Is there any difference between "va faire" and "ira faire" ? Example:
- Il va faire du cerf-volant demain.
- Il ira faire du cerf-volant demain.
"Ira" necessitates that some movement will happen (in other words, it's a verb of movement in the future tense), while "va" doesn't.
Take a sentence like "Elle ira travailler chez elle demain". It only makes sense if she's not currently at home. The same sentence with "va" wouldn't have the same truth conditionals, it's fine to use whether she's already home or not. In order to have an equivalent sentence using "va", youd need to use "Elle va aller travailler chez elle demain"
There is no great difference since the respective tenses are two future tenses, the "futur immédiat" and the "future simple", but that is true only as far as the action per se is concerned.
There can be a subtle difference; in the first case you are dealing with a matter of fact statement. In the second you can stress « demain » and then you are saying that he is not going to do it now or at another time, you are saying that some other time than tomorrow that has been considered will not do.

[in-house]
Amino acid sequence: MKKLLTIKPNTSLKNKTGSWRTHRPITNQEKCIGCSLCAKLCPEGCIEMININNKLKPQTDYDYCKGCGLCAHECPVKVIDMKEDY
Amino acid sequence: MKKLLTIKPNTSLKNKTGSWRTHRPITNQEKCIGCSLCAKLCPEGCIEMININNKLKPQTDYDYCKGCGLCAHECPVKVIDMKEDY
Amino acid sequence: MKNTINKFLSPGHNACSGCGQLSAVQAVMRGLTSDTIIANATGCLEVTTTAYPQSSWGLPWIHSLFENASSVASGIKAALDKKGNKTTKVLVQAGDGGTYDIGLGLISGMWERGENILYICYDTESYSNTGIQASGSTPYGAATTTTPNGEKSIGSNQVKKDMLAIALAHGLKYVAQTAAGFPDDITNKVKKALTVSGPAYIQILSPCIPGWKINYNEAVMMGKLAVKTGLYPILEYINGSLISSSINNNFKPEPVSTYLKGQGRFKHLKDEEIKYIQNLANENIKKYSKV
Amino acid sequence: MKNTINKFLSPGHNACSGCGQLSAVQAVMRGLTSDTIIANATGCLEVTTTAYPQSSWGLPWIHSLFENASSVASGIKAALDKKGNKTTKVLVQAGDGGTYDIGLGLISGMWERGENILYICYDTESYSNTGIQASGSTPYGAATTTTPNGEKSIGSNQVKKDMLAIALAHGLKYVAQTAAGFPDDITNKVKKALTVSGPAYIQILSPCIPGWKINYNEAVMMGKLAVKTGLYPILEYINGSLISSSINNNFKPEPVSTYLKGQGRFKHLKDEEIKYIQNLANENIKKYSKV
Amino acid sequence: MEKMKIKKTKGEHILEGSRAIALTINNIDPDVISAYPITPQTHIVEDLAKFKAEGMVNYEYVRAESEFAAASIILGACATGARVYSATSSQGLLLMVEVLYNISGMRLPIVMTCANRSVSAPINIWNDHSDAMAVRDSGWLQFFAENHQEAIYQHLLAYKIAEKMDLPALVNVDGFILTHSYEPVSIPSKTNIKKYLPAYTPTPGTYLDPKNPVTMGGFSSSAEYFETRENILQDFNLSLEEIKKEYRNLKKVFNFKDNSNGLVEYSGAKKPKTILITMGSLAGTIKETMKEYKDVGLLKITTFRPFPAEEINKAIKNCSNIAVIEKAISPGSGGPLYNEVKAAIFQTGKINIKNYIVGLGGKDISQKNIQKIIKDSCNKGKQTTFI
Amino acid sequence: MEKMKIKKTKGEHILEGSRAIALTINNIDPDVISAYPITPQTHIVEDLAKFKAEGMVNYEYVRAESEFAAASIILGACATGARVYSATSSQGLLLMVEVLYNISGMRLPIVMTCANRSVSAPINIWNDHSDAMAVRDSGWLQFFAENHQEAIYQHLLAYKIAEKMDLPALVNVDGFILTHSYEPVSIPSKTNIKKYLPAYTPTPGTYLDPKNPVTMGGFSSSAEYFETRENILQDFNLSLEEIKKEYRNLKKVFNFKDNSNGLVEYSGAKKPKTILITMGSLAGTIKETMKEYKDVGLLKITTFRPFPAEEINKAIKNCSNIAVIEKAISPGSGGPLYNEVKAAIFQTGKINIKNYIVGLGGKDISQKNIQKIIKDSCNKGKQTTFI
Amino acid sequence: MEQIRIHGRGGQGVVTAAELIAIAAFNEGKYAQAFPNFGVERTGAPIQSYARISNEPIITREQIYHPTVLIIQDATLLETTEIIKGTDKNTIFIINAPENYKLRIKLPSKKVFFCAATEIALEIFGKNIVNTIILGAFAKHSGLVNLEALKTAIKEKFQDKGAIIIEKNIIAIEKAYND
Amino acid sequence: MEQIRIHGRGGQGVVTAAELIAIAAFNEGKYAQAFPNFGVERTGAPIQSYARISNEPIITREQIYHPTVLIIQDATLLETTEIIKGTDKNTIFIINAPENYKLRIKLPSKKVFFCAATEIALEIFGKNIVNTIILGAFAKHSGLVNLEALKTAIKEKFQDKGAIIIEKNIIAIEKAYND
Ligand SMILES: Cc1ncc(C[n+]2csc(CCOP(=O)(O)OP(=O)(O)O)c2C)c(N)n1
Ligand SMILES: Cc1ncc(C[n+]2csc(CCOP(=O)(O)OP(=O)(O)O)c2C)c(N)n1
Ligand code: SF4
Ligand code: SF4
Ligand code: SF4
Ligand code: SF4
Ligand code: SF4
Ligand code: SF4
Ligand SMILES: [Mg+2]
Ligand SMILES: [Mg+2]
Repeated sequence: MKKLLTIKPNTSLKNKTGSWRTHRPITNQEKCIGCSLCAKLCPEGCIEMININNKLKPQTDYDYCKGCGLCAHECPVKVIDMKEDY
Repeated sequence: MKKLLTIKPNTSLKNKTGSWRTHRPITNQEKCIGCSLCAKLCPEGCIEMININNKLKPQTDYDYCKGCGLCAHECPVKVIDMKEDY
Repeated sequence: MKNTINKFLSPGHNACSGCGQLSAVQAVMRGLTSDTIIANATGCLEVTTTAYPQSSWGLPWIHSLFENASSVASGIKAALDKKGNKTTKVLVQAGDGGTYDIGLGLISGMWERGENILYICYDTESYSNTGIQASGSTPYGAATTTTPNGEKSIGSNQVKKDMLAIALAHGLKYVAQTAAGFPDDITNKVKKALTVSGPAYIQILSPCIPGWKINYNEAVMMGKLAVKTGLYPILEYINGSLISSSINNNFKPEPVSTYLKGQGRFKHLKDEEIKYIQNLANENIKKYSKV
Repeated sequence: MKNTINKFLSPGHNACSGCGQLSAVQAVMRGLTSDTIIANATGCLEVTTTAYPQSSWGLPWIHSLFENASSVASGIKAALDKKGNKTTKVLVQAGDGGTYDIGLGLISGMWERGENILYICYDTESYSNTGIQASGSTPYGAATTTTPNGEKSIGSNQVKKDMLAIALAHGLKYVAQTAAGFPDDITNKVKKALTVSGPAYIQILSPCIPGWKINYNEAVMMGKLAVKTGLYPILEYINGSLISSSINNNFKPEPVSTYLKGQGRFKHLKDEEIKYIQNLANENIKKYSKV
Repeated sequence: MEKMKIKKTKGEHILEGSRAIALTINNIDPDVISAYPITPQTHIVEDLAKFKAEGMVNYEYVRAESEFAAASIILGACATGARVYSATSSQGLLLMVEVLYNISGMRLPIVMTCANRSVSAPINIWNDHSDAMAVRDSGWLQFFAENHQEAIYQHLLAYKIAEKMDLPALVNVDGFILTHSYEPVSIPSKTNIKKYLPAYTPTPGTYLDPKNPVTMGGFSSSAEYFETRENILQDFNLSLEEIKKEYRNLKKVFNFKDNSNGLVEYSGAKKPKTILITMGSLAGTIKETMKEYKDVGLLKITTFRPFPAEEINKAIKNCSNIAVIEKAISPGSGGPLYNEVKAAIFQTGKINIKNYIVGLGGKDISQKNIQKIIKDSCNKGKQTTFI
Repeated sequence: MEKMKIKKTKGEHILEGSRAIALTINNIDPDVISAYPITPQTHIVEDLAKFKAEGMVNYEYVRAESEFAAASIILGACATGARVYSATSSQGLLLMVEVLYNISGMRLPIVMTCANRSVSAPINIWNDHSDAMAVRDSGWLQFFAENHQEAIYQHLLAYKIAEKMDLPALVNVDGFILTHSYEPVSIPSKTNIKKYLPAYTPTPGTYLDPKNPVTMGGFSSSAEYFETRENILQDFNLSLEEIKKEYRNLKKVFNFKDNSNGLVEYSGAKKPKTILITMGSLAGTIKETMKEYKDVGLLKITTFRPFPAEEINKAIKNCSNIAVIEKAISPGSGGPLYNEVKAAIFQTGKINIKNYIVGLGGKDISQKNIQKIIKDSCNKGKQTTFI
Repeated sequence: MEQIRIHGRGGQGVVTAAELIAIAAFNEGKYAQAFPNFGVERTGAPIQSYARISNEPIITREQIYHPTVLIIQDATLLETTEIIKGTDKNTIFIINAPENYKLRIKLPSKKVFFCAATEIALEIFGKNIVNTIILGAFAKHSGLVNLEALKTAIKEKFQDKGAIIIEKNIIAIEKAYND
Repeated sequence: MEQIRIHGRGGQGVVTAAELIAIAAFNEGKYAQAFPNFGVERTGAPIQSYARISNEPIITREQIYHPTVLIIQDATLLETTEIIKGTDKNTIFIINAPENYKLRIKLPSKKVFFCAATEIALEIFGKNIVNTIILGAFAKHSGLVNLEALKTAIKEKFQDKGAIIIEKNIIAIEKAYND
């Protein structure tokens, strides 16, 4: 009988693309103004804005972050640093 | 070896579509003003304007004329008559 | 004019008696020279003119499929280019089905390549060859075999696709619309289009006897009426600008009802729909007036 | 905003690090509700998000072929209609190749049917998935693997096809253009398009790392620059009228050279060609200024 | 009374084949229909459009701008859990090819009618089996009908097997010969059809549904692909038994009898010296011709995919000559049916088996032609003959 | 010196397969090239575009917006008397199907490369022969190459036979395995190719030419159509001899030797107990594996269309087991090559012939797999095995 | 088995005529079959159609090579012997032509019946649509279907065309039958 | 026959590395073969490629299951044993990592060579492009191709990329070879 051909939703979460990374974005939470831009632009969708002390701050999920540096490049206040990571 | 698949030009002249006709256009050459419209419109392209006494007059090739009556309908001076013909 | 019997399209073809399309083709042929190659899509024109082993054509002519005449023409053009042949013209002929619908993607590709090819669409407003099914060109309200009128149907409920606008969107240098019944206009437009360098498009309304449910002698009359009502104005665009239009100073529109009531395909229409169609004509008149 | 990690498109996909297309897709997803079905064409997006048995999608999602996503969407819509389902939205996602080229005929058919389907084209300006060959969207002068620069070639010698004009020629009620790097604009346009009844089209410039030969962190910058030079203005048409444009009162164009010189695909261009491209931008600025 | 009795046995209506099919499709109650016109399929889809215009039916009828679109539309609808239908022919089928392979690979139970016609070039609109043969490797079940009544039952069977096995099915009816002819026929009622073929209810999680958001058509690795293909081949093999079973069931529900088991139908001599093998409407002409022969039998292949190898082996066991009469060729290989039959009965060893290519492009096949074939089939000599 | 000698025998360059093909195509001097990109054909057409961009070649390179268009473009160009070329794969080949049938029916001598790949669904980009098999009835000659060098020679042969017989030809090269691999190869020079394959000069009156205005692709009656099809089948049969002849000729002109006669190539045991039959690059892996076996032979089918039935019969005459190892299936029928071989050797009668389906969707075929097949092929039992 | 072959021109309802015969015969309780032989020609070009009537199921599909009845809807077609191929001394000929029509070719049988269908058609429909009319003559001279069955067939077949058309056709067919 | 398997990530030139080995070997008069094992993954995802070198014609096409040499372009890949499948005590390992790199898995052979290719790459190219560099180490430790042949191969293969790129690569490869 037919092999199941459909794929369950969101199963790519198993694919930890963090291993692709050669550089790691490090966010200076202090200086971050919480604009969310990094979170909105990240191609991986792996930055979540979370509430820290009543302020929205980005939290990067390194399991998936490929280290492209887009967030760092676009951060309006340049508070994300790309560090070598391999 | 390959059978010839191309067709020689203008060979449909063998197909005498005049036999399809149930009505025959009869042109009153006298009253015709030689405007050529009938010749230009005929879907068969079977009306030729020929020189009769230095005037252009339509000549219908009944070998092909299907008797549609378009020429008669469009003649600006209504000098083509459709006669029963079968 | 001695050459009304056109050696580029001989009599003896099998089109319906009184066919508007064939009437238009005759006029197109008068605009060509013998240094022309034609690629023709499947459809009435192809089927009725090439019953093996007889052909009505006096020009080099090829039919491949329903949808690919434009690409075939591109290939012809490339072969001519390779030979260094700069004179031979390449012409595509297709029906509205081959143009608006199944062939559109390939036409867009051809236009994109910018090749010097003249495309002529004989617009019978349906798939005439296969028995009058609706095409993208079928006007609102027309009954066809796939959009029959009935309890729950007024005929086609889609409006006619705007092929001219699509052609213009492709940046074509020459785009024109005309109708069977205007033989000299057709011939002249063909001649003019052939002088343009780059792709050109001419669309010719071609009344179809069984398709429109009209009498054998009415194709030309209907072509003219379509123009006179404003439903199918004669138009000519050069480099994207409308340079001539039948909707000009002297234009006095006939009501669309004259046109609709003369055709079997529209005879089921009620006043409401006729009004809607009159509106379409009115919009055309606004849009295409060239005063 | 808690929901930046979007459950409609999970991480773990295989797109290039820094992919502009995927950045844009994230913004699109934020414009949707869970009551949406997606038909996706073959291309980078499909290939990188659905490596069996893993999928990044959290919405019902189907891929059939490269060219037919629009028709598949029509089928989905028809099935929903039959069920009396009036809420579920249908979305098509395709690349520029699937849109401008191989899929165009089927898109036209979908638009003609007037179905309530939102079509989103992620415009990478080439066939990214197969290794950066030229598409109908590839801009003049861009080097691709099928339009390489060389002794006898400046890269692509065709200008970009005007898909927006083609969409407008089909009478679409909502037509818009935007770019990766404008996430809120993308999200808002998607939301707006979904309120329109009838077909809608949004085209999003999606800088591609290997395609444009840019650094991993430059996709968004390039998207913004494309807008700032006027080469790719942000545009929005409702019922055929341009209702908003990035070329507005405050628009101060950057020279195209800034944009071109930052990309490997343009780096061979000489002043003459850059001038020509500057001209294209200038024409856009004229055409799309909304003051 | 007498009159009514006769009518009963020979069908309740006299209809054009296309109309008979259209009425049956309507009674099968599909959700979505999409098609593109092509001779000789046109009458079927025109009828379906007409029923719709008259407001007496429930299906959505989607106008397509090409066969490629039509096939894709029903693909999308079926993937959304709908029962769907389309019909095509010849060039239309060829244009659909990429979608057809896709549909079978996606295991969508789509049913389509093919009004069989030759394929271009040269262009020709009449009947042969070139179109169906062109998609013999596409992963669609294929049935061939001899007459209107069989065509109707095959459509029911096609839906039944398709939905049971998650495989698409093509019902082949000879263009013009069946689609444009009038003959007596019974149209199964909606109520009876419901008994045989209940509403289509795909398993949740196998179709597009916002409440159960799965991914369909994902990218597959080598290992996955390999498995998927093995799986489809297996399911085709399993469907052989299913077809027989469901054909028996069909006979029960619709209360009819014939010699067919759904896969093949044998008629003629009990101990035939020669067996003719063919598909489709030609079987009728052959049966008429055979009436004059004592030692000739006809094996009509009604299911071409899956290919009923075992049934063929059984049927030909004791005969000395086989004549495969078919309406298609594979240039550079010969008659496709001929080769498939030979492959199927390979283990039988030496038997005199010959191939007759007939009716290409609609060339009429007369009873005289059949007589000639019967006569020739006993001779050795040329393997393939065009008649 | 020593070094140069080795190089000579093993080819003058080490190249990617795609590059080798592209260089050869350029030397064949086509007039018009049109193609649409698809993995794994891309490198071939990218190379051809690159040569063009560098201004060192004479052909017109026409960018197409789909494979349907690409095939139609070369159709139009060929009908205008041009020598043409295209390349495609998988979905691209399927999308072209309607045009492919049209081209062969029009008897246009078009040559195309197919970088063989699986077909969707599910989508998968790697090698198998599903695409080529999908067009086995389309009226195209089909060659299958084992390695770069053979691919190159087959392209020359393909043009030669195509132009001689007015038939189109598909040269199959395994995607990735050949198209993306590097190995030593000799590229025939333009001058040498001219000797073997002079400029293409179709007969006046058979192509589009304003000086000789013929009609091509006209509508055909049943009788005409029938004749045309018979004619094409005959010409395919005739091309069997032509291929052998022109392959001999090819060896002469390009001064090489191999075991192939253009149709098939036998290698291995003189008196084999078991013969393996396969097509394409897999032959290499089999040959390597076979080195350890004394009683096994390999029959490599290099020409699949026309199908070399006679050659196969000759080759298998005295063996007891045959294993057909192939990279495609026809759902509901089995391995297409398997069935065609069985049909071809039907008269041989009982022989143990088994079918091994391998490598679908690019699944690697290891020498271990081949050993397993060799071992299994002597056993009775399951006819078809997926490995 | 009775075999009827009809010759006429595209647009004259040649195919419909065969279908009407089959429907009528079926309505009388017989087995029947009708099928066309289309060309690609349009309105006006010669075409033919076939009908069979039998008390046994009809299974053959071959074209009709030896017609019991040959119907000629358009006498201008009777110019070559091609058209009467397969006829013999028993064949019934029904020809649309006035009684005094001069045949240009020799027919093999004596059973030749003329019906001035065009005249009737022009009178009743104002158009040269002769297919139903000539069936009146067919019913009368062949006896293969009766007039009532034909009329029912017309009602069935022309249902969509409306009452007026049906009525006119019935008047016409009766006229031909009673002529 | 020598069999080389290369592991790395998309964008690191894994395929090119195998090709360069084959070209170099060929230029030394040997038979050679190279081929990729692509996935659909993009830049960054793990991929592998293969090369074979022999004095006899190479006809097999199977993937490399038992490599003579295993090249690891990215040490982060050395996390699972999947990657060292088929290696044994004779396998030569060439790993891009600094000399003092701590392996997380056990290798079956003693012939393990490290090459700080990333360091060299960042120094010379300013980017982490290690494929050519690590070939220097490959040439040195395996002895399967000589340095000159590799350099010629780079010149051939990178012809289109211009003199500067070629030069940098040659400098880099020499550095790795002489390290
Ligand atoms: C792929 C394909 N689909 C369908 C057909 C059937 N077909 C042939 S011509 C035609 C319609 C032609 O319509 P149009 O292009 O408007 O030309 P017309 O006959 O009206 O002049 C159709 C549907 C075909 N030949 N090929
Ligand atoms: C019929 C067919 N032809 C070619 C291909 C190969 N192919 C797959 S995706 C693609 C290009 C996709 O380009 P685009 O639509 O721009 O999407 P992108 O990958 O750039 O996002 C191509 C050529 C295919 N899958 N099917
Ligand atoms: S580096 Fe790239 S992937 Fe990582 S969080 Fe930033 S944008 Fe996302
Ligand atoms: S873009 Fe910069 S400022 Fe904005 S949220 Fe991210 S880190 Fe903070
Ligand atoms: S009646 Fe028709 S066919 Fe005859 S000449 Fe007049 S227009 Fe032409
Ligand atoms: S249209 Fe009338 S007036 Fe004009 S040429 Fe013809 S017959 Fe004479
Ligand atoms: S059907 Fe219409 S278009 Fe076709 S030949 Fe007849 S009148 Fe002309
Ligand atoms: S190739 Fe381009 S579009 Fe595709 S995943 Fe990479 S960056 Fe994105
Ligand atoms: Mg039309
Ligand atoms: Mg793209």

Here is another subtle difference; the "future simple" can be used for a sarcastic effect. The pronunciation, of course, is crucial in the conveying of the sarcasm and I will not go into that as the discussion is beyond my means, but let it be said that the "futur immédiat" is not proper for this purpose. The sarcasm is to the effect that such a thing is a trivial occupation in comparison to something else that is in question.
As the first form is used for matter of fact statements it is used much more than the second (ngram).
An important difference lies in what prompted someone answering with either one of those forms : if the reply is meant to tell someone that the boy/man will not be able to do something else in reason of his playing with a kite, you must use the form in the "futur immédiat"; the other one does not convey the message idiomatically.